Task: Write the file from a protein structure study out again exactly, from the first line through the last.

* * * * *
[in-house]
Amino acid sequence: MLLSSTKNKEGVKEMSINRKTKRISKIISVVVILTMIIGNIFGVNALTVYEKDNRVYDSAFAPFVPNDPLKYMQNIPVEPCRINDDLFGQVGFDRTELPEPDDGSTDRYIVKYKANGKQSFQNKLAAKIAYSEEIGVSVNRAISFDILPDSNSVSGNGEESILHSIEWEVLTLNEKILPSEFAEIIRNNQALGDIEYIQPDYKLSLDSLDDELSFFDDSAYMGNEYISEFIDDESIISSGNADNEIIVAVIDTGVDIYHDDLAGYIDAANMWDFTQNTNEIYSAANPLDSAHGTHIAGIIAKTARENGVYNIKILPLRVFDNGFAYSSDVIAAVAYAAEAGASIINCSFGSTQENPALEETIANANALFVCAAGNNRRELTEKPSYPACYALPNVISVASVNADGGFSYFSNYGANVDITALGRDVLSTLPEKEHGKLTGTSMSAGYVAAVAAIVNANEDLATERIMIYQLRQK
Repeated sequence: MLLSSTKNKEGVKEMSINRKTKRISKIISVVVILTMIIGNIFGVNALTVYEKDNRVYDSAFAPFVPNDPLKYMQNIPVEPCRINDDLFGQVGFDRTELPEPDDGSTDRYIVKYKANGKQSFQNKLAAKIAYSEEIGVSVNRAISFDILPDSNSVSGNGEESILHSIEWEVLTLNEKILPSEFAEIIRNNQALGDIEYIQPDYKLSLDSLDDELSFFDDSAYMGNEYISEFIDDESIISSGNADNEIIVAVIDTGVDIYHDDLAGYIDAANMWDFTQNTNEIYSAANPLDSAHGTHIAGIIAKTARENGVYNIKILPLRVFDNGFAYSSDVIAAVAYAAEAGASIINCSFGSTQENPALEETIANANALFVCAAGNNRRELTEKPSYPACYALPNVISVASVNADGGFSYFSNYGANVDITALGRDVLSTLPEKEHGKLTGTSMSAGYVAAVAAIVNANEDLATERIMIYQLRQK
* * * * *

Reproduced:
[in-house]
Amino acid sequence: MLLSSTKNKEGVKEMSINRKTKRISKIISVVVILTMIIGNIFGVNALTVYEKDNRVYDSAFAPFVPNDPLKYMQNIPVEPCRINDDLFGQVGFDRTELPEPDDGSTDRYIVKYKANGKQSFQNKLAAKIAYSEEIGVSVNRAISFDILPDSNSVSGNGEESILHSIEWEVLTLNEKILPSEFAEIIRNNQALGDIEYIQPDYKLSLDSLDDELSFFDDSAYMGNEYISEFIDDESIISSGNADNEIIVAVIDTGVDIYHDDLAGYIDAANMWDFTQNTNEIYSAANPLDSAHGTHIAGIIAKTARENGVYNIKILPLRVFDNGFAYSSDVIAAVAYAAEAGASIINCSFGSTQENPALEETIANANALFVCAAGNNRRELTEKPSYPACYALPNVISVASVNADGGFSYFSNYGANVDITALGRDVLSTLPEKEHGKLTGTSMSAGYVAAVAAIVNANEDLATERIMIYQLRQK
Repeated sequence: MLLSSTKNKEGVKEMSINRKTKRISKIISVVVILTMIIGNIFGVNALTVYEKDNRVYDSAFAPFVPNDPLKYMQNIPVEPCRINDDLFGQVGFDRTELPEPDDGSTDRYIVKYKANGKQSFQNKLAAKIAYSEEIGVSVNRAISFDILPDSNSVSGNGEESILHSIEWEVLTLNEKILPSEFAEIIRNNQALGDIEYIQPDYKLSLDSLDDELSFFDDSAYMGNEYISEFIDDESIISSGNADNEIIVAVIDTGVDIYHDDLAGYIDAANMWDFTQNTNEIYSAANPLDSAHGTHIAGIIAKTARENGVYNIKILPLRVFDNGFAYSSDVIAAVAYAAEAGASIINCSFGSTQENPALEETIANANALFVCAAGNNRRELTEKPSYPACYALPNVISVASVNADGGFSYFSNYGANVDITALGRDVLSTLPEKEHGKLTGTSMSAGYVAAVAAIVNANEDLATERIMIYQLRQK